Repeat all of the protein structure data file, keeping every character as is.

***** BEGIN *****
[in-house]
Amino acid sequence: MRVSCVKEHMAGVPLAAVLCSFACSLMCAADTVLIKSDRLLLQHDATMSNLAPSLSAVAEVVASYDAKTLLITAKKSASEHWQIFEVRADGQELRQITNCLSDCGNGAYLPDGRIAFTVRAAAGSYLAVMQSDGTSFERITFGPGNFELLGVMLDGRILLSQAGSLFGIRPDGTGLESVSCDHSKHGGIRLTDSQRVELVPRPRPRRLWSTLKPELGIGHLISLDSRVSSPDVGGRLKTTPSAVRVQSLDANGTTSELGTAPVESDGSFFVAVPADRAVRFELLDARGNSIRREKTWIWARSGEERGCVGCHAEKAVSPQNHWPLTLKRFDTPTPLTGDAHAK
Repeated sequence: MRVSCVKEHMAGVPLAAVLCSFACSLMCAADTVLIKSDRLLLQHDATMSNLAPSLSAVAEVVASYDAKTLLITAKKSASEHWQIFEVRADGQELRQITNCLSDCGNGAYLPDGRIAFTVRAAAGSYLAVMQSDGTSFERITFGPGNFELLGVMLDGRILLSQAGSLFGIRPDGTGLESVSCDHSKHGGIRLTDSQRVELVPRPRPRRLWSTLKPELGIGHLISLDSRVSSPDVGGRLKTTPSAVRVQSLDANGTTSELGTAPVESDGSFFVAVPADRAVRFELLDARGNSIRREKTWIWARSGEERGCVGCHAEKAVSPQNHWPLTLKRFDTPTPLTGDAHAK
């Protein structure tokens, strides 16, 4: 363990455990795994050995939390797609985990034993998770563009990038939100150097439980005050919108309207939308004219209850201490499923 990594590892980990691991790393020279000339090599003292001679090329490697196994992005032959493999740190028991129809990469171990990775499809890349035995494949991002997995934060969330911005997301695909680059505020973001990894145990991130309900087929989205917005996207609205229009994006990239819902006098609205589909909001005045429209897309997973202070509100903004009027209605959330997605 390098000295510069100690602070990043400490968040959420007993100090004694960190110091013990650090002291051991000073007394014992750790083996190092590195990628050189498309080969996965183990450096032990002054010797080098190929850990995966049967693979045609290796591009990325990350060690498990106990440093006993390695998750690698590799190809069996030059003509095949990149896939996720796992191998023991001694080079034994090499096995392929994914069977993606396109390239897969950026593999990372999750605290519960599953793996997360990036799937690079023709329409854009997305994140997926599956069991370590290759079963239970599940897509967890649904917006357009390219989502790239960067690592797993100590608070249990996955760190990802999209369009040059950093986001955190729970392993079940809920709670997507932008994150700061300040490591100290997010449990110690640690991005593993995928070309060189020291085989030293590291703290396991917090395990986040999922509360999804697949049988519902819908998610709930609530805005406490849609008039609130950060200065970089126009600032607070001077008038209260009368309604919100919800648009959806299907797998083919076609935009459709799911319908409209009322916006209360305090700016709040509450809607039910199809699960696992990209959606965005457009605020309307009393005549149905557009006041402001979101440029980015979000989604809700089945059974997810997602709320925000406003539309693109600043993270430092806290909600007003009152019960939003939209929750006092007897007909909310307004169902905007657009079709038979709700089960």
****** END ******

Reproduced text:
[in-house]
Amino acid sequence: MRVSCVKEHMAGVPLAAVLCSFACSLMCAADTVLIKSDRLLLQHDATMSNLAPSLSAVAEVVASYDAKTLLITAKKSASEHWQIFEVRADGQELRQITNCLSDCGNGAYLPDGRIAFTVRAAAGSYLAVMQSDGTSFERITFGPGNFELLGVMLDGRILLSQAGSLFGIRPDGTGLESVSCDHSKHGGIRLTDSQRVELVPRPRPRRLWSTLKPELGIGHLISLDSRVSSPDVGGRLKTTPSAVRVQSLDANGTTSELGTAPVESDGSFFVAVPADRAVRFELLDARGNSIRREKTWIWARSGEERGCVGCHAEKAVSPQNHWPLTLKRFDTPTPLTGDAHAK
Repeated sequence: MRVSCVKEHMAGVPLAAVLCSFACSLMCAADTVLIKSDRLLLQHDATMSNLAPSLSAVAEVVASYDAKTLLITAKKSASEHWQIFEVRADGQELRQITNCLSDCGNGAYLPDGRIAFTVRAAAGSYLAVMQSDGTSFERITFGPGNFELLGVMLDGRILLSQAGSLFGIRPDGTGLESVSCDHSKHGGIRLTDSQRVELVPRPRPRRLWSTLKPELGIGHLISLDSRVSSPDVGGRLKTTPSAVRVQSLDANGTTSELGTAPVESDGSFFVAVPADRAVRFELLDARGNSIRREKTWIWARSGEERGCVGCHAEKAVSPQNHWPLTLKRFDTPTPLTGDAHAK
């Protein structure tokens, strides 16, 4: 363990455990795994050995939390797609985990034993998770563009990038939100150097439980005050919108309207939308004219209850201490499923 990594590892980990691991790393020279000339090599003292001679090329490697196994992005032959493999740190028991129809990469171990990775499809890349035995494949991002997995934060969330911005997301695909680059505020973001990894145990991130309900087929989205917005996207609205229009994006990239819902006098609205589909909001005045429209897309997973202070509100903004009027209605959330997605 390098000295510069100690602070990043400490968040959420007993100090004694960190110091013990650090002291051991000073007394014992750790083996190092590195990628050189498309080969996965183990450096032990002054010797080098190929850990995966049967693979045609290796591009990325990350060690498990106990440093006993390695998750690698590799190809069996030059003509095949990149896939996720796992191998023991001694080079034994090499096995392929994914069977993606396109390239897969950026593999990372999750605290519960599953793996997360990036799937690079023709329409854009997305994140997926599956069991370590290759079963239970599940897509967890649904917006357009390219989502790239960067690592797993100590608070249990996955760190990802999209369009040059950093986001955190729970392993079940809920709670997507932008994150700061300040490591100290997010449990110690640690991005593993995928070309060189020291085989030293590291703290396991917090395990986040999922509360999804697949049988519902819908998610709930609530805005406490849609008039609130950060200065970089126009600032607070001077008038209260009368309604919100919800648009959806299907797998083919076609935009459709799911319908409209009322916006209360305090700016709040509450809607039910199809699960696992990209959606965005457009605020309307009393005549149905557009006041402001979101440029980015979000989604809700089945059974997810997602709320925000406003539309693109600043993270430092806290909600007003009152019960939003939209929750006092007897007909909310307004169902905007657009079709038979709700089960």